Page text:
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You don’t need to pay $5 for half a gallon of organic moo juice, particularly since most supermarkets have pledged to avoid the rBST (or rBGH) growth hormone in their store-brand products. In other words, anything off the shelf is probably fine. If you want to be super-careful, check out CenterForFoodSafety.org for a list of hormone-free dairy brands.
Those generic sticks of butter are fine for scrambling eggs, but if you really want to elevate a waffle or piecrust, splurge on brands like Kerrygold or Plugrá. You’ll immediately notice a difference in consistency (creamier) and richness (very). Opt for the grass-fed variety--happy cows make tastier butter.
Contrary to what your high school boyfriend might have told you, big breasts are not always best. If you want to save a few dollars, go for thigh meat, which has more flavor and packs more iron and zinc per serving.
Don’t be stingy when it comes to getting your omega-3s. Inexpensive fish like tilapia and catfish (which are raised in China) may be subject to sanitation issues, which means they’re lower in good-for-you fatty acids. On the other hand, pricier cold-water fish like salmon and tuna provide your suggested weekly allotment of omega-3s, DHA and EPA in one single serving. Plus, they taste better.
Oatmeal is already a pretty wallet-friendly breakfast item, but forgoing the flavored packets in favor of a plain, old-fashioned canister can save you even more (like 50 percent more). You'll also get a healthier morning meal that's higher in fiber and lower in sugar than the “peaches ’n’ cream” or “maple and apple” varieties.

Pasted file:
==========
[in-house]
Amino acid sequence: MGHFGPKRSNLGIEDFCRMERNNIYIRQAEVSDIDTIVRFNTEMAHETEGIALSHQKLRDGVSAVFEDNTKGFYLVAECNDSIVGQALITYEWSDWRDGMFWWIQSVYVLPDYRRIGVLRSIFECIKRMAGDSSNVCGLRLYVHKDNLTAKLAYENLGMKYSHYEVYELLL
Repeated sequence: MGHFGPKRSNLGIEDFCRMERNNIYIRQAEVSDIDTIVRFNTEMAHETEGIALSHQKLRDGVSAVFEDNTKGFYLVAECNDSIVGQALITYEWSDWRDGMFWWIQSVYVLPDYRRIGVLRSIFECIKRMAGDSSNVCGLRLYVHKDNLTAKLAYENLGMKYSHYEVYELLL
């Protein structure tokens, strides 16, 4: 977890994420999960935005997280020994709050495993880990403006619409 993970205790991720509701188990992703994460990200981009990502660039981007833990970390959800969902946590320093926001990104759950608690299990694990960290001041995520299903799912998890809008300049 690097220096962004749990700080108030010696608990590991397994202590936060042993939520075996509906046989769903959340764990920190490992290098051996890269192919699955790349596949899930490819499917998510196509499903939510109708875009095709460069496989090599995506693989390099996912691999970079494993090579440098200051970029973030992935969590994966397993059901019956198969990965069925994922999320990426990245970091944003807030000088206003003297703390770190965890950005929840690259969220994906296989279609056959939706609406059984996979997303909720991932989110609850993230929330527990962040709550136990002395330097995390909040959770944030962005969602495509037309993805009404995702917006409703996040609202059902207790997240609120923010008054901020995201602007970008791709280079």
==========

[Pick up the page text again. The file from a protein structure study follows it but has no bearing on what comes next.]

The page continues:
Fresh tomatoes are a glorious thing. But you don’t need them for sauces, soups and stews--particularly when the canned variety is so much less expensive. In fact, when they’re cooked, canned tomatoes taste just about the same as fresh ones, and the canning process actually promotes the enhancement of lycopene, which can help lower your risk for heart disease. (Disclaimer: Heirloom tomatoes are always worth the splurge, so do get them whenever they're in season.)
Sure, locally grown organic produce is great, but is it worth the extra cost? Sometimes. See, some nonorganic fruits and veggies have a high incidence of pesticide residue (meaning you’re better off going organic) and some do not (meaning nonorganic is just fine). Confused? Check out the Environmental Working Group’s guide to see when paying more is worthwhile (peaches) and when you can guiltlessly grab conventional produce (asparagus).
News flash: $4-a-bottle water from Fiji is no healthier than free tap water. Enough said.
You already know you shouldn’t go grocery shopping on an empty stomach. But even if you’re not mindlessly grabbing bags of cheese balls, a trip to the supermarket can easily cost as much as a pair of designer jeans.
The toughest part? Knowing when a high price is worth it--and when the cheapo generic brand will do just fine.
We checked in with Teri Gault, CEO of TheGroceryGame.com, and dietitian Sarah Waybright, founder of WhyFoodWorks, for tips on scrimping and splurging while filling up your cart. Head to the slideshow to see their advice. (Hint: The good butter is worth every penny.)
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